Tropic Reservoir is a beautiful 180 acre lake located in Dixie National Forest. The reservoir sits at 7,835 feet elevation and is the trailhead for the Paunsaugunt OHV Trail. The Paunsaugunt Trail offers stunning views of the pink cliffs on the Grand Staircase National Forest and the Kaibab Plateau.
Taking the trails south and east of the reservoir’s King Creek Campground gives hikers a look at the spiraling hoodoos of nearby Bryce Canyon National Park and Red Canyon. Hoodoos are tall thin spires of rock typically formed from erosion. Trails headed west lead to the nearby town of Hatch. The reservoir is a popular spot for fishing, boating, swimming, hiking, mountain biking, camping, snowmobiling and ATV riding.
Kings Creek Campground has a paved boat ramp for small boats, kayaks, and canoes. The campground is open from May to September and has thirty seven spots for tents and RVs. Features include flush toilets, fire rings, picnic tables, drinking water, paved sidewalks and graveled spurs.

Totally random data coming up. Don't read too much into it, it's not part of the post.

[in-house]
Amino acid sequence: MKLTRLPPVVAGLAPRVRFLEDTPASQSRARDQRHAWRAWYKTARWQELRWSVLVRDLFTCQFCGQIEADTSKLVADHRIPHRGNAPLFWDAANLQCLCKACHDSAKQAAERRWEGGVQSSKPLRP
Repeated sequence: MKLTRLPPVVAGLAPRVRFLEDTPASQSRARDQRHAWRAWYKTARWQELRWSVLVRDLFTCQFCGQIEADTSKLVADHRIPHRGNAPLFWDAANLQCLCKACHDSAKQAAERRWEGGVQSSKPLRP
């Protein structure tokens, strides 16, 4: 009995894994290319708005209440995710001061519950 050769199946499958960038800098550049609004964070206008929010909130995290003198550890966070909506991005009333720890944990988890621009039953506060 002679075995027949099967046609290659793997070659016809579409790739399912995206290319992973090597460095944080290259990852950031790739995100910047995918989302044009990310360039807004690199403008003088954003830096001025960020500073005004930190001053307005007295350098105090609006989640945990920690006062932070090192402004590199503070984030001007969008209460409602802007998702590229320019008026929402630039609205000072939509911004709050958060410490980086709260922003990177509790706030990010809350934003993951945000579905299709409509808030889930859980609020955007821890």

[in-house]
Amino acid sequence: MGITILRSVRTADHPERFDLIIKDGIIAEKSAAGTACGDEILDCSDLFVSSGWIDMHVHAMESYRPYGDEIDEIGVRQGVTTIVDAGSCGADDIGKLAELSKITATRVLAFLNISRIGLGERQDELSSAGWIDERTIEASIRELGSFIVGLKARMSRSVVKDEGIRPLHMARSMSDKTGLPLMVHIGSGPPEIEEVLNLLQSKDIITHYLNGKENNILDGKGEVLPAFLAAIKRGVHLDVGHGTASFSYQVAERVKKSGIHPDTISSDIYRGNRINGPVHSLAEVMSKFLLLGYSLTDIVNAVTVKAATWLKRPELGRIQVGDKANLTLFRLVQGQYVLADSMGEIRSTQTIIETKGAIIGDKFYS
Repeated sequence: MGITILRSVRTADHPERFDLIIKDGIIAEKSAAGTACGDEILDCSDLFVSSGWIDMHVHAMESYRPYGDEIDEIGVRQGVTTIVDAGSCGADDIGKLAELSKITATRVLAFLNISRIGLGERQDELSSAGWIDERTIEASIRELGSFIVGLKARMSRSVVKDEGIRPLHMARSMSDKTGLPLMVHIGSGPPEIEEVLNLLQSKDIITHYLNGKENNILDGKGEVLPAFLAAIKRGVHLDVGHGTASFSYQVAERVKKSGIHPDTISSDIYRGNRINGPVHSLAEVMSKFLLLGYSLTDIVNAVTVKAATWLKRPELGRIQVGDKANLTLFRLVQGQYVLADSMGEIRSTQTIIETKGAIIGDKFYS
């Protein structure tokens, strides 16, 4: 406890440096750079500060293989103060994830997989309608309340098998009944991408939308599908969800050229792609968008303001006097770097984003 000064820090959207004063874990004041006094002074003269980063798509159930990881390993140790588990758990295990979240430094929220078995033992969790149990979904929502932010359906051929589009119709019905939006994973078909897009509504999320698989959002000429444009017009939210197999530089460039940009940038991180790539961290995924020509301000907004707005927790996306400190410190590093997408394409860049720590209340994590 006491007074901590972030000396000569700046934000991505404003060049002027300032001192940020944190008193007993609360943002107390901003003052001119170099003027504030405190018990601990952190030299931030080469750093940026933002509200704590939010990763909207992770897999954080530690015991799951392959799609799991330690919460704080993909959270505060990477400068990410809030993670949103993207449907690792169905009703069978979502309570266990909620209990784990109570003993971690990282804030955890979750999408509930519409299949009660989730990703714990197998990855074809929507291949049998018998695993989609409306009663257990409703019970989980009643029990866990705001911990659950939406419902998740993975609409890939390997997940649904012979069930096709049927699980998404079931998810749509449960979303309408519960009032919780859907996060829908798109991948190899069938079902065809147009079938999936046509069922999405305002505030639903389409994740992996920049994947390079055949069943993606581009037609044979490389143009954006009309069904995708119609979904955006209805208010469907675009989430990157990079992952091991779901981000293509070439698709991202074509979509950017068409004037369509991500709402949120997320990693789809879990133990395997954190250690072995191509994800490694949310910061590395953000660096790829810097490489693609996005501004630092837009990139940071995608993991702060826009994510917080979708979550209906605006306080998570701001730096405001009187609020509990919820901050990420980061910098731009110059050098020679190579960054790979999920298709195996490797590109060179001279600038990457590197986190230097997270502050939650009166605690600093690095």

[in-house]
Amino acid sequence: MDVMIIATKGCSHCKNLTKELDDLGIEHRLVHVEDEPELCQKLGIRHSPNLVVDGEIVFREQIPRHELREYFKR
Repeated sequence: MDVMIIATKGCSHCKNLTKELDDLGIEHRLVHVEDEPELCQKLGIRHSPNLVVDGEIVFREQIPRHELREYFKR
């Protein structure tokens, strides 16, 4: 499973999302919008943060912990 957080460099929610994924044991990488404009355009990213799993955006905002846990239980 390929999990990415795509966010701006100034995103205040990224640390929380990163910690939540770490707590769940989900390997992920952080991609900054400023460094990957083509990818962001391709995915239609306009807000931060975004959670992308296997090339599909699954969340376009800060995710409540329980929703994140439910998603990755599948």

There are two group sites which may be reserved separately or together. The group area is isolated from the rest of the campground, offering more privacy. The group sites have a large covered pavilion with picnic tables. Individual sites are reserved on a first come first serve basis. More information about the campground can be acquired by calling 801-226-3564.
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ATV enthusiasts love the campground because of its access to six OHV loop trails that are part of the Paunsaugunt OHV Trail System. King Creek Trail and Chimney Rock Trail are also accessible from the campground. These trails provide views of the hoodoos and the reservoir.
Fishing is permitted on the shore or on a boat. The reservoir is home to many varieties of trout including small to medium brown, rainbow, brook, and cutthroat. The average water depth is 10 feet and the maximum depth is 29 feet. Trout are not the only form of wildlife abundant in the area.
Tropic Reservoir is a great bird watching spot for waterfowl and songbirds. Clark’s Grebe, bald eagle, prairie falcon, nuthatches and many flycatcher species can all be seen there as well. Many visitors also enjoy bringing their dogs to enjoy the water.
Opportunities for adventure are endless at Tropic Reservoir. High elevation, shady ponderosa trees, and crisp water create lower temperatures and allows for a break from the Southern Utah heat. It is a perfect spot to bring the family and enjoy all of the activities and views the area has to offer.
Written by: Lauren Kehoe